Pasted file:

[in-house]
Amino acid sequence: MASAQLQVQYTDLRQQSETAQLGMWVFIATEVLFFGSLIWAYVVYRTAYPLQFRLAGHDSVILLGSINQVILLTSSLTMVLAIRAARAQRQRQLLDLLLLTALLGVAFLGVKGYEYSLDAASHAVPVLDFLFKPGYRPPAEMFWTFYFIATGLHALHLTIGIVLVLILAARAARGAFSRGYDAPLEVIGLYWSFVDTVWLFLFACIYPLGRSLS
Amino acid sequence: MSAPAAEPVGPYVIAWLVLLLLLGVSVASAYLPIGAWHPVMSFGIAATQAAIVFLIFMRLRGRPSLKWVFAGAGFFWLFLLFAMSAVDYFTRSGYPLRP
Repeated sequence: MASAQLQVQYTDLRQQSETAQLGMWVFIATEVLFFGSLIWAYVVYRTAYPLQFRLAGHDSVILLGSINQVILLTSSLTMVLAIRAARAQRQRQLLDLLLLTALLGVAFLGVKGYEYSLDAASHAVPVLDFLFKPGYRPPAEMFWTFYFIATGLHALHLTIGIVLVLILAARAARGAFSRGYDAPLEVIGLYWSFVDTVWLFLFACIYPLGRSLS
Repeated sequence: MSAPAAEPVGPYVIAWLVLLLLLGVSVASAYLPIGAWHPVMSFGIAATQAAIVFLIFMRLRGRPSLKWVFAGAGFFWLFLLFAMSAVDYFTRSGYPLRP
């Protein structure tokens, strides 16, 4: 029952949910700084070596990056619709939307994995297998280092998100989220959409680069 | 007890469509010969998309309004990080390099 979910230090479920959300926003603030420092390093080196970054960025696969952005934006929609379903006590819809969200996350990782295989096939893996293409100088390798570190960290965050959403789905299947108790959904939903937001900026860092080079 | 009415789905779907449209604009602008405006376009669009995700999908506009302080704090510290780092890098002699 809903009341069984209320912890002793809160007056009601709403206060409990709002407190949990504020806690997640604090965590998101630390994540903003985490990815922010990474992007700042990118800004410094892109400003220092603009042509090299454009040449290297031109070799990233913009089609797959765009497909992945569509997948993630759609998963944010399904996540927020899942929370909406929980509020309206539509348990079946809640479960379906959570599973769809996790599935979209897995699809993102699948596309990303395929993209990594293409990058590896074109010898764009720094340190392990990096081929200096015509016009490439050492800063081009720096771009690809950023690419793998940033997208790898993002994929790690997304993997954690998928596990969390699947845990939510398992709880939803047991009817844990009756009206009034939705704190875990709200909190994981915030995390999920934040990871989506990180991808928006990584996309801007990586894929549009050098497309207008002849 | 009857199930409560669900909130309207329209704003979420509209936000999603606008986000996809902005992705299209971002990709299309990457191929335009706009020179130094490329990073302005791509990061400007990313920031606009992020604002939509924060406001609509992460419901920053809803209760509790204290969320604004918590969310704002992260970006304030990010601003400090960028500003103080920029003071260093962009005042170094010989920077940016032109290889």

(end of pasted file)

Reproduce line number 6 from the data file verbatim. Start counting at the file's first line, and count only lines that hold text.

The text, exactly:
């Protein structure tokens, strides 16, 4: 029952949910700084070596990056619709939307994995297998280092998100989220959409680069 | 007890469509010969998309309004990080390099 979910230090479920959300926003603030420092390093080196970054960025696969952005934006929609379903006590819809969200996350990782295989096939893996293409100088390798570190960290965050959403789905299947108790959904939903937001900026860092080079 | 009415789905779907449209604009602008405006376009669009995700999908506009302080704090510290780092890098002699 809903009341069984209320912890002793809160007056009601709403206060409990709002407190949990504020806690997640604090965590998101630390994540903003985490990815922010990474992007700042990118800004410094892109400003220092603009042509090299454009040449290297031109070799990233913009089609797959765009497909992945569509997948993630759609998963944010399904996540927020899942929370909406929980509020309206539509348990079946809640479960379906959570599973769809996790599935979209897995699809993102699948596309990303395929993209990594293409990058590896074109010898764009720094340190392990990096081929200096015509016009490439050492800063081009720096771009690809950023690419793998940033997208790898993002994929790690997304993997954690998928596990969390699947845990939510398992709880939803047991009817844990009756009206009034939705704190875990709200909190994981915030995390999920934040990871989506990180991808928006990584996309801007990586894929549009050098497309207008002849 | 009857199930409560669900909130309207329209704003979420509209936000999603606008986000996809902005992705299209971002990709299309990457191929335009706009020179130094490329990073302005791509990061400007990313920031606009992020604002939509924060406001609509992460419901920053809803209760509790204290969320604004918590969310704002992260970006304030990010601003400090960028500003103080920029003071260093962009005042170094010989920077940016032109290889």